Take the 2-minute tour ×
Stack Overflow is a question and answer site for professional and enthusiast programmers. It's 100% free, no registration required.

If I have a class like this:

class Component (val name, val description, var subElements : Set[Component])

How can I test if a Component contains cycles inside (with a Boolean function) and who started this cycle. I know well that if I use val instead of var avoid cycles, but I cannot use val.

share|improve this question
    
How does val stop cycles? And you can avoid var, you are just choosing not to. –  Ivan Meredith Nov 27 '12 at 9:42
1  
If the set of subElements is immutable, you can't create a cycle in the graph since you need to have subElements ready before creating the Component, and you can't add the Component to any existing descendant's set of subElements. I do not want to use val, why do I need a DSL and then I like to initialize subElements after creating the instance of compoent –  user1826663 Nov 27 '12 at 9:55
    
Are you looking for a method to find cycles or find repeated components? –  Robertiano Nov 27 '12 at 11:10
    
A component repeated is also a cycle. –  user1826663 Nov 27 '12 at 11:16
    
@user1826663, depends on how you define cycle. Consider a graph with edges A->B, A->C, B->D, C->D - D is repeated and the graph is not a tree, still it doesn't contain a cycle (if you define cycle as a sequence of directed edges which takes you back to your starting node). –  Péter Török Nov 27 '12 at 12:22

2 Answers 2

up vote 3 down vote accepted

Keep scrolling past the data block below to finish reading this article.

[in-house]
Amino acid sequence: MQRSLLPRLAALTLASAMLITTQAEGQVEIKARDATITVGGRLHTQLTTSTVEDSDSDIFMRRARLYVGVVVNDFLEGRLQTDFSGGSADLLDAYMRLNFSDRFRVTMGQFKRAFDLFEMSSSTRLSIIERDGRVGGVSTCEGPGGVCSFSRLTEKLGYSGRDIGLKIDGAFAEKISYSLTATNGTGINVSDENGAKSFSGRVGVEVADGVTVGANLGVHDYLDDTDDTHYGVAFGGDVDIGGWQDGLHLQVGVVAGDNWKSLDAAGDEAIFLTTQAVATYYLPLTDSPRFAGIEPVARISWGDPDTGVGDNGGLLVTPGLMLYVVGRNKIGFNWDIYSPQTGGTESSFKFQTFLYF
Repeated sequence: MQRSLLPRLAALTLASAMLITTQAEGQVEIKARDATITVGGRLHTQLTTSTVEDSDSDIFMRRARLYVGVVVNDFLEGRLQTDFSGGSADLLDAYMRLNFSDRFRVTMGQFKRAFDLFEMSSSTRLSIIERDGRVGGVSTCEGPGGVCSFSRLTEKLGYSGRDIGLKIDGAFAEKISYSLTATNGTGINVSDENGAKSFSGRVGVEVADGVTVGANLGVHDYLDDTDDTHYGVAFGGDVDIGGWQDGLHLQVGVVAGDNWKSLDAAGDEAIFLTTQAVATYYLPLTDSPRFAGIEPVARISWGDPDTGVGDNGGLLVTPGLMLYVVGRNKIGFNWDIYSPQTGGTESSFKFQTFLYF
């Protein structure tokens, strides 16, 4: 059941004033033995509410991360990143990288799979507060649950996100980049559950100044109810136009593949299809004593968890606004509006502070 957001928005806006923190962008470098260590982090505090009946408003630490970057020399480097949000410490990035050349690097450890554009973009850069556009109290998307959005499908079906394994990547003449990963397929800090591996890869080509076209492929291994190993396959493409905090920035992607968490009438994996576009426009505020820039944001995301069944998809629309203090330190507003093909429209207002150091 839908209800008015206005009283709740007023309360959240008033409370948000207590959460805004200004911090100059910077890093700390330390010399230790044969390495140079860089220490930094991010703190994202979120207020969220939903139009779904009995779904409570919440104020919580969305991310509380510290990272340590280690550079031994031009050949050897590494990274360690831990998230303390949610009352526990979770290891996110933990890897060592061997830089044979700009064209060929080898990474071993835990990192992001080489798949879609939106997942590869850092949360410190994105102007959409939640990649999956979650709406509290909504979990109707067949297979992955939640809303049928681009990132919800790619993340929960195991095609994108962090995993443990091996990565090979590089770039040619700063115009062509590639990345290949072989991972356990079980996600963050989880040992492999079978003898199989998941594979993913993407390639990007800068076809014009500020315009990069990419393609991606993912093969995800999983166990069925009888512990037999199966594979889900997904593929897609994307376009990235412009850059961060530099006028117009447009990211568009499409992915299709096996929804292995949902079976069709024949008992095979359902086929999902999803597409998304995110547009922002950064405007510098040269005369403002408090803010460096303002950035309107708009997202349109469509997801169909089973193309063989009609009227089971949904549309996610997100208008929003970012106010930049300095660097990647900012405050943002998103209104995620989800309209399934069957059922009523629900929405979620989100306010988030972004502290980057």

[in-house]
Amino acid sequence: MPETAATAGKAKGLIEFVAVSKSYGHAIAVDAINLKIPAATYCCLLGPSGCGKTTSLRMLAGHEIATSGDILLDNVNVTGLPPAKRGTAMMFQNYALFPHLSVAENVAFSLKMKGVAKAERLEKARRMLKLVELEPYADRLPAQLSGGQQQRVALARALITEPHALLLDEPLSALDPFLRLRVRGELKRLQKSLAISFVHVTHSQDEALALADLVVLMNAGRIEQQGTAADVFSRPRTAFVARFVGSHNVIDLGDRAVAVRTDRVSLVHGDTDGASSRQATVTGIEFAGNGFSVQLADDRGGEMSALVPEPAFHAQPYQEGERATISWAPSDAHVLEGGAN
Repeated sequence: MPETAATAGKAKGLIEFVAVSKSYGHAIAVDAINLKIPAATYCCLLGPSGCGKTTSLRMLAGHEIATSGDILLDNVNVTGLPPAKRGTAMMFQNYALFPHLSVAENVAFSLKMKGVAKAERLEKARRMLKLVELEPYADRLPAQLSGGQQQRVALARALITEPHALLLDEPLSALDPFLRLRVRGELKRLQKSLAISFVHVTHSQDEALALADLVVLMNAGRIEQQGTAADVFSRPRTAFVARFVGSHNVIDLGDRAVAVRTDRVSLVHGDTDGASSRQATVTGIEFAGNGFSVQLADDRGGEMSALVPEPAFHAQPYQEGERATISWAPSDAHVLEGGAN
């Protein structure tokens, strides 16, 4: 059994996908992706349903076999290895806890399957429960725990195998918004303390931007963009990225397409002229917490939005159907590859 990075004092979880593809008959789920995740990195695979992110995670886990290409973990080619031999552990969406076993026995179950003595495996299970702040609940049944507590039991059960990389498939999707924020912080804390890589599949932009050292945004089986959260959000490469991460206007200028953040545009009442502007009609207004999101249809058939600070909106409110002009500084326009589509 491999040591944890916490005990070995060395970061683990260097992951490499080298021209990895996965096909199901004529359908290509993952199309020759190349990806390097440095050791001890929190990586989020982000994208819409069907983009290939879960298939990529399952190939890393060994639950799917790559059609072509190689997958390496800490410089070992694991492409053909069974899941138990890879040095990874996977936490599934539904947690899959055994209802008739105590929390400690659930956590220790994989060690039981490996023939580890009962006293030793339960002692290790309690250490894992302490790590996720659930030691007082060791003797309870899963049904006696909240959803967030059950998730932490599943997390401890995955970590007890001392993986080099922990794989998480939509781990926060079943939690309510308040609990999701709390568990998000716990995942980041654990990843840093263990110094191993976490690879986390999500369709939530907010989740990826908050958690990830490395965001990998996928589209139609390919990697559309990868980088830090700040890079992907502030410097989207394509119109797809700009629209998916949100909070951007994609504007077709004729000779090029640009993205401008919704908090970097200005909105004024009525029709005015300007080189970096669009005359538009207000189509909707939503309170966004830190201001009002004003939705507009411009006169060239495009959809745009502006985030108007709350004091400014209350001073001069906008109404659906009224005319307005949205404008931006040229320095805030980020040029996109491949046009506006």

A member of Component to return all elements in the graph below which start a cycle. It returns an empty set if there are no cycles.

def descendantsWithCycle = {
  def findCycle(current: Component, checked: Set[Component]): Set[Component] =
    if (checked contains current) Set(current)
    else {
      val newChecked = checked + current
      current.subElements.flatMap(findCycle(_, newChecked))
    }

  findCycle(this, Set())
}
share|improve this answer
    
If we see the component structure as a tree. This method compares only nodes that are on the same branch, right? –  Robertiano Nov 27 '12 at 10:34
    
@Robertiano, if they are not on the same branch, there can't be a cycle AFAIU. –  Péter Török Nov 27 '12 at 11:02
    
Hi Péter, I really want to thank you for your help. Thank you very much. –  user1826663 Nov 27 '12 at 14:56
    
Actually, I think you return a cycle-breaking set. I don't think this algorithm returns all elements which are part of a cycle. But I'm not completely sure about it. Could you elaborate? –  ziggystar Nov 28 '12 at 9:06
    
yeah, you're welcome :/ –  Martijn Nov 28 '12 at 10:01

If you don't need a var, don't use it! it's the same with a val or a var:

class Component (val name : String, val description : String,  val subElements : Set[Component]){
    def hasCyle(val seen) : Boolean = (seen contains this ||
                                       subElements.exists(item => item.hasCycle(seen + this)))
    def isCyclic = hasCycle(Set())
  }
}

you can read hasCycle as it has a cycle if the list you have seen contains the current item, or if any of the subelements are contained in the set you have seen, plus the current item.

share|improve this answer
    
If we see the component structure as a tree. This method compares only nodes that are on the same branch, right? –  Robertiano Nov 27 '12 at 10:35
    
the call to isCyclic only looks at elements "below" it. it passes along an empty set (it hasn't seen any elements yet). after it has checked an item, it has seen that item, so it will check its childeren with that element too. In case it's cyclic, it's not a tree, so there is no real 'below' anymore –  Martijn Nov 27 '12 at 11:02

Your Answer

 
discard

By posting your answer, you agree to the privacy policy and terms of service.

Not the answer you're looking for? Browse other questions tagged or ask your own question.